Trade Cases

Leibowitz on Trade: More Change, More Disarray

Written by Lewis Leibowitz

Trade attorney and Steel Market Update contributor Lewis Leibowitz offers the following update on events in Washington:

New developments cascaded on us in the past week. I will focus, as is my habit, on those related to international trade and commerce. Trade-related developments called into question a number of initiatives in Congress and the administration.

Impeachment looked more likely last week than the week before. By impeachment, I am referring to the proceeding before the House of Representatives, which sends articles of impeachment to the Senate for trial. Impeachment by the House looks more likely now. For the president to be removed from office, a two-thirds vote of the Senate is required. That still looks unlikely, but the “needle” may be moving a bit on that front as well—the Turkey situation attracted a lot of criticism from Republican Senators. The situation bears watching.

In addition to the Ukraine situation, the House impeachment inquiry is now looking at the withdrawal from Syria of American troops, which gave Turkey a clear path to attack Kurdish forces. On Thursday, Vice President Pence announced a five-day cease fire in Syria, which seems to have held for the most part. 

One tangible effect of the cease fire is that the renewed 50 percent tariffs on Turkish steel under Section 232 has not gone into effect. The threat of increased tariffs remains, however. Next week we will see what decisions follow the resumption of hostilities in Syria.

The news shows this weekend focusing on the heated meeting between congressional Democrats and President Trump prompted many commentators to note that “normal” initiatives are not likely to go anywhere. This includes the congressional consideration of the USMCA. The question is what will happen to the existing NAFTA if impeachment takes all the air out of the room.

The steel and aluminum tariffs under Section 232 remain in force, of course. But this week saw evidence that the Commerce Department, which administers these tariffs, is under increasing pressure. 

Representative Jackie Walorski (R-Ind.) wrote a 13-page letter to Commerce Secretary Wilbur Ross detailing examples of apparently arbitrary decisions on steel and aluminum product exclusions. Rep. Walorski has been a leading voice complaining about the lack of transparency in the Commerce exclusion process. In her Oct. 17 letter, she cited 12 different issues that suggest arbitrary rulings in exclusion cases. A couple of examples:

* Over the last 13 months, over 7,500 exclusion requests were denied because U.S. Customs ruled that the wrong tariff classification code was used. This should be dealt with quickly, because U.S. companies need the material and cannot obtain it from domestic sources. Yet in many cases the denials occurred months after submission. The only remedy for a denial by Customs for using the wrong tariff code is to start the process over again.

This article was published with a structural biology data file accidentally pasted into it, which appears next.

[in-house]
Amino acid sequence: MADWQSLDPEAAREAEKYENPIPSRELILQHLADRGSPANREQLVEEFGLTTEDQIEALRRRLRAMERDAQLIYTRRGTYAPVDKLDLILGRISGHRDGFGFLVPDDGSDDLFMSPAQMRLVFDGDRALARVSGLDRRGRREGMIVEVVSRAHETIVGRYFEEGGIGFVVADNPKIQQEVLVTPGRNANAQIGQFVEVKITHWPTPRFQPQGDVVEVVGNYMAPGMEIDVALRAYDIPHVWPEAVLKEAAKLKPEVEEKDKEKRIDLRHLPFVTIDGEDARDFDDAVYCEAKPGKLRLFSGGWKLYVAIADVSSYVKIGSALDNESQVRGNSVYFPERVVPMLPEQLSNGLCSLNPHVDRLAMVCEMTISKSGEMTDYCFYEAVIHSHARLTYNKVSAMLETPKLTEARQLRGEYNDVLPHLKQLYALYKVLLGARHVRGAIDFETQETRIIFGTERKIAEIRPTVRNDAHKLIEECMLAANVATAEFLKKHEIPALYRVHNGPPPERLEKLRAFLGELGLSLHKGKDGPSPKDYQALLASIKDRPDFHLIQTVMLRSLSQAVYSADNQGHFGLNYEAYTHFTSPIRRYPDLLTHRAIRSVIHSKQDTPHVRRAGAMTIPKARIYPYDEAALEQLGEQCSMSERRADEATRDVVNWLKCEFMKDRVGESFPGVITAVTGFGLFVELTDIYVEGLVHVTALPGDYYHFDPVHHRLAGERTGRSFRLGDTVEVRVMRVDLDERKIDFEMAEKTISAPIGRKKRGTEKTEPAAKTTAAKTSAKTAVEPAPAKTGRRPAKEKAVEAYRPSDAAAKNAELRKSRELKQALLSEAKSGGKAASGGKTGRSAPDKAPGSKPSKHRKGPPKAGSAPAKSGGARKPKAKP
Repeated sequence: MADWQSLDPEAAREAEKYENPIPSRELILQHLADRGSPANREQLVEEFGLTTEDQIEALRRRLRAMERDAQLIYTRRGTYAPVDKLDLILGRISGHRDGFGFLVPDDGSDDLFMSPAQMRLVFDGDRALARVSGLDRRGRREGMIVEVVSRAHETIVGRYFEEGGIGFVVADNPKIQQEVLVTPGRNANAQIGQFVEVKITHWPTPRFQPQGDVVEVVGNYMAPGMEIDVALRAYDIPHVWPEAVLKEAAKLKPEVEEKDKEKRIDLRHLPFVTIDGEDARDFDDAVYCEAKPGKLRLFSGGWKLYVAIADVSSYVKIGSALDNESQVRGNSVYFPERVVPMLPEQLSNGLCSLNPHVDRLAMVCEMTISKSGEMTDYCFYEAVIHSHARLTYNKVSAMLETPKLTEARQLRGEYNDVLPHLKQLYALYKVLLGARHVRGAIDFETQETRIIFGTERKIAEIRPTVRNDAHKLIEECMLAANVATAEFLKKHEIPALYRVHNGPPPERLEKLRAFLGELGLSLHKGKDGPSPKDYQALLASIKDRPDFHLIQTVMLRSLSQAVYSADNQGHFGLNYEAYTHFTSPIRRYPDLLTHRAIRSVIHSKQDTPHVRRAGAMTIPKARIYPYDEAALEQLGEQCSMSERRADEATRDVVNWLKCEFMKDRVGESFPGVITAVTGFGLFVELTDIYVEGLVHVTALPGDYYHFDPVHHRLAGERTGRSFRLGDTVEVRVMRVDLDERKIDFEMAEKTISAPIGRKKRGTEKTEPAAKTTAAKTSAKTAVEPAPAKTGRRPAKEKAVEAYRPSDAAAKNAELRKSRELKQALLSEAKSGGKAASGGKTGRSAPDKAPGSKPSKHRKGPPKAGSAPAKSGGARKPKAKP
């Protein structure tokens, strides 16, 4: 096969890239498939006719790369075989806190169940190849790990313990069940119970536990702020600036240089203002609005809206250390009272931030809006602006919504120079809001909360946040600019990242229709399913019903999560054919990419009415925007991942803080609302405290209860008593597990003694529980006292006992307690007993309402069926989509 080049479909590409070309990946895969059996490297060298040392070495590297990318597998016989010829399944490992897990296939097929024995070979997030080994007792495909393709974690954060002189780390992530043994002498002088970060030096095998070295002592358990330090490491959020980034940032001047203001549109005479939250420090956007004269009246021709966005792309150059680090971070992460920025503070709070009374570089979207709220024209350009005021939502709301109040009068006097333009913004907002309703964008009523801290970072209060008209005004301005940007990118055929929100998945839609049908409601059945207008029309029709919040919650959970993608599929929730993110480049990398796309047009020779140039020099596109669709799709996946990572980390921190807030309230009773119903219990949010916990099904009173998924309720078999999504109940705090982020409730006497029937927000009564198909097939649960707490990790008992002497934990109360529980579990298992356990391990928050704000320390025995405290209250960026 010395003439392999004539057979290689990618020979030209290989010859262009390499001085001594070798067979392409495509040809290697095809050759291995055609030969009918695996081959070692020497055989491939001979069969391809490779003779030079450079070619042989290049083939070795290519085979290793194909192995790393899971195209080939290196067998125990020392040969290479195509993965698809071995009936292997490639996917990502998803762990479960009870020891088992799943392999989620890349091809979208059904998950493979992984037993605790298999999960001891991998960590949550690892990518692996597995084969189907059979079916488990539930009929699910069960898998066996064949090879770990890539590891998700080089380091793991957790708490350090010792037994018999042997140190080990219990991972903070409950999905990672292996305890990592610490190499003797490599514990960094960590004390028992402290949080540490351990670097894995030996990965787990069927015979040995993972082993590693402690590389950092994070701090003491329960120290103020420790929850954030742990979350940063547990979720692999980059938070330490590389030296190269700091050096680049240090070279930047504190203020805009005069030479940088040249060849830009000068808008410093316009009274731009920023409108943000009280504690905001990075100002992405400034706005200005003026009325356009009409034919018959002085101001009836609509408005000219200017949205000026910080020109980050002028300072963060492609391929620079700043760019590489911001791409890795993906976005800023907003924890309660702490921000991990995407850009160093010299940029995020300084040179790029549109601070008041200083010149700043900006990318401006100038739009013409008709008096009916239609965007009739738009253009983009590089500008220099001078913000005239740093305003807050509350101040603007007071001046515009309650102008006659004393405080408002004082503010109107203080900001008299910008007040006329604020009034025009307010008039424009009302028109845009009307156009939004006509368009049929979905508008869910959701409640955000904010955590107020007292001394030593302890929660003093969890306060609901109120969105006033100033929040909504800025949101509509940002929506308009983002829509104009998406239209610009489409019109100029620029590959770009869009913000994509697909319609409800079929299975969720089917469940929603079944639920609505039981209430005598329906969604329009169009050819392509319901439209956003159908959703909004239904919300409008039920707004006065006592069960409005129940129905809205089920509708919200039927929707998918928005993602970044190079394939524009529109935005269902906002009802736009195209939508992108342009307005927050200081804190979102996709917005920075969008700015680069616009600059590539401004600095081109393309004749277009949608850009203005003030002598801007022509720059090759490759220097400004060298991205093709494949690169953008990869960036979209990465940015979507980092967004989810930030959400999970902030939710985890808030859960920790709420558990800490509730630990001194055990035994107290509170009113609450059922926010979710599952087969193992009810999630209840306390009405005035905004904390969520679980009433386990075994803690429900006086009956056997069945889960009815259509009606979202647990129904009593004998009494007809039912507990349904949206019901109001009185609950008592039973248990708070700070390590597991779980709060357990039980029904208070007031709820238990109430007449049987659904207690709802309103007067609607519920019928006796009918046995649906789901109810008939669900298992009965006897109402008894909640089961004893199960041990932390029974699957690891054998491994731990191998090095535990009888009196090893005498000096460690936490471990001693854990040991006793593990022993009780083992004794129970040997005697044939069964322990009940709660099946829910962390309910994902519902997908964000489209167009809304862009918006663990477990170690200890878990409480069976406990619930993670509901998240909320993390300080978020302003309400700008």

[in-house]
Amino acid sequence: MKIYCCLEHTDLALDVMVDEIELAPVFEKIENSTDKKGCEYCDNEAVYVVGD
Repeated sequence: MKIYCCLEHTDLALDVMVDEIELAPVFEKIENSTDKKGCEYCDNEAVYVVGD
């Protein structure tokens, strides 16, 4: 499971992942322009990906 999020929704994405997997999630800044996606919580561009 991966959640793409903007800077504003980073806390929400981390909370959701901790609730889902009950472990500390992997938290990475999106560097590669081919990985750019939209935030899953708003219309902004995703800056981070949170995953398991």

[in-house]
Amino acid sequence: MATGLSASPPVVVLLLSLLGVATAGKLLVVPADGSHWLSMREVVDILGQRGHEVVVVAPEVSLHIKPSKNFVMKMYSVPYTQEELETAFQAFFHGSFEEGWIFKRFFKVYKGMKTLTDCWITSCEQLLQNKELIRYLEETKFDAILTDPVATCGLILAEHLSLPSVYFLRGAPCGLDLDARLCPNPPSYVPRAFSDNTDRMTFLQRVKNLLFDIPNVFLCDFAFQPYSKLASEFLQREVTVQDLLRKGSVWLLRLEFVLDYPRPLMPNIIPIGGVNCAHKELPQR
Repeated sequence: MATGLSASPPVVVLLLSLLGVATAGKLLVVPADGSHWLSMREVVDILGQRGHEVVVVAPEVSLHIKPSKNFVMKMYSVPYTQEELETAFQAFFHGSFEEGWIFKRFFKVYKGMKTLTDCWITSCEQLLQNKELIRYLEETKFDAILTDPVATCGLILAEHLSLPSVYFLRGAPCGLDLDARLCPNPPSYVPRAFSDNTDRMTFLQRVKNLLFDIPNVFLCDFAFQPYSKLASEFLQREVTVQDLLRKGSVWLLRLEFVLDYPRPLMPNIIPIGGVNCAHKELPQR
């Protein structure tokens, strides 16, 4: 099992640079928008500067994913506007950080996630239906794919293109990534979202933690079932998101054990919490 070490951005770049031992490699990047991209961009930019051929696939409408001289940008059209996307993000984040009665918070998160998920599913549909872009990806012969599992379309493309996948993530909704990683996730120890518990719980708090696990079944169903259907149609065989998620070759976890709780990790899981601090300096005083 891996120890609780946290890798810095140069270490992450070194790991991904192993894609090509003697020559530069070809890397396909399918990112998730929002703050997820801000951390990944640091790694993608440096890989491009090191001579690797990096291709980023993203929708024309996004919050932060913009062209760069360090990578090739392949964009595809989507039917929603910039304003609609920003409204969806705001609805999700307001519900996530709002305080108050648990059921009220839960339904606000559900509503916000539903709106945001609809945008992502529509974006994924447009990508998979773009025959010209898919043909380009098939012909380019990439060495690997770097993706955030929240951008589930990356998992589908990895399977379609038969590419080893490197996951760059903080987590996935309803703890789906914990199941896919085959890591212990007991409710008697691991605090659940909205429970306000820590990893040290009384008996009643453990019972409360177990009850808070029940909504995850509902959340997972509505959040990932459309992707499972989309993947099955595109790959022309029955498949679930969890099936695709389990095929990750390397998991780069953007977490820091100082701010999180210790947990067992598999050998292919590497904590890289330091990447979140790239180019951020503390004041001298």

* In other cases, Customs claimed that the requested tariff code “does not exist.” But Representative Wolarski’s office found that one company received exclusions for products under the same tariff number that Customs claims does not exist. Obviously, there is a lack of consistency.

* Objections to exclusion requests are required by rule to show that domestic product can commence “immediately,” which means within eight weeks. Yet the Representative’s letter cited more than 3,000 objections stating that production would take more than eight weeks; nearly 7,000 objections did not give a time at all. These failings could result in objections not being considered. Yet Commerce denied many of these requests even though the requirements were not met. 

At a minimum, the decisions of the Commerce Department appear inconsistent and largely unexplained. The Trump administration may have to answer for these inconsistencies as the lawsuit in the Court of International Trade by JSW USA continues. The government did not file a motion to dismiss the complaint in that case, but filed an answer. The record of decision in the JSW cases will be before the court shortly. That case could be enlightening.

China and the United States continued to spar over the significance of the “Phase One” trade deal announced about a week ago. China insists that all tariffs must be eliminated to secure a comprehensive agreement, and that the current agreement is a stopgap measure only. That seems to be accurate. American farmers are not pleased as yet because the retaliatory tariffs imposed by China still prevent meaningful sales by farmers into the Chinese market. 

The Court of International Trade threw out the “suspension agreements” on Mexican sugar on Friday because the Commerce Department failed to keep adequate records of meetings with the private sector during the negotiations. This is another example (along with the steel and aluminum exclusions) indicting the department for failing to take adequate care to comply with legal requirements. This could be a trend worth watching. 

Lewis Leibowitz

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Lewis Leibowitz, SMU Contributor

Lewis Leibowitz

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